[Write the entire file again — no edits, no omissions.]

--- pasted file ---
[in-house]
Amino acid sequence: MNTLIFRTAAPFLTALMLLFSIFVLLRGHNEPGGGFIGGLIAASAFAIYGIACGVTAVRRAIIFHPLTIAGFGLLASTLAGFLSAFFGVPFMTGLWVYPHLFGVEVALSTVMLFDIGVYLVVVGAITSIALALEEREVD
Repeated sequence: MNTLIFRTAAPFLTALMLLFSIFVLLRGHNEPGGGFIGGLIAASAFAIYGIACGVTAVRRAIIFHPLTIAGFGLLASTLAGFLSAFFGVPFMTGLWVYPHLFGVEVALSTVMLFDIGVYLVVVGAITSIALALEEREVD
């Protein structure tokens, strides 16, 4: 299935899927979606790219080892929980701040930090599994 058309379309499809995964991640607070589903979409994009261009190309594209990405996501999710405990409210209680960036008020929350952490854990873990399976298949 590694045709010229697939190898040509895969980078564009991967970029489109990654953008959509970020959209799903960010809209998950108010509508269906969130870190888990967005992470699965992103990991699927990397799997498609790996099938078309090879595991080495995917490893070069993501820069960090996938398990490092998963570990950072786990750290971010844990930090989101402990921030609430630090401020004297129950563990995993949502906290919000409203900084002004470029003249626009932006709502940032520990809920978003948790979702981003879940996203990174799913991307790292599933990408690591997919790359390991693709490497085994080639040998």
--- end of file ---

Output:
[in-house]
Amino acid sequence: MNTLIFRTAAPFLTALMLLFSIFVLLRGHNEPGGGFIGGLIAASAFAIYGIACGVTAVRRAIIFHPLTIAGFGLLASTLAGFLSAFFGVPFMTGLWVYPHLFGVEVALSTVMLFDIGVYLVVVGAITSIALALEEREVD
Repeated sequence: MNTLIFRTAAPFLTALMLLFSIFVLLRGHNEPGGGFIGGLIAASAFAIYGIACGVTAVRRAIIFHPLTIAGFGLLASTLAGFLSAFFGVPFMTGLWVYPHLFGVEVALSTVMLFDIGVYLVVVGAITSIALALEEREVD
């Protein structure tokens, strides 16, 4: 299935899927979606790219080892929980701040930090599994 058309379309499809995964991640607070589903979409994009261009190309594209990405996501999710405990409210209680960036008020929350952490854990873990399976298949 590694045709010229697939190898040509895969980078564009991967970029489109990654953008959509970020959209799903960010809209998950108010509508269906969130870190888990967005992470699965992103990991699927990397799997498609790996099938078309090879595991080495995917490893070069993501820069960090996938398990490092998963570990950072786990750290971010844990930090989101402990921030609430630090401020004297129950563990995993949502906290919000409203900084002004470029003249626009932006709502940032520990809920978003948790979702981003879940996203990174799913991307790292599933990408690591997919790359390991693709490497085994080639040998």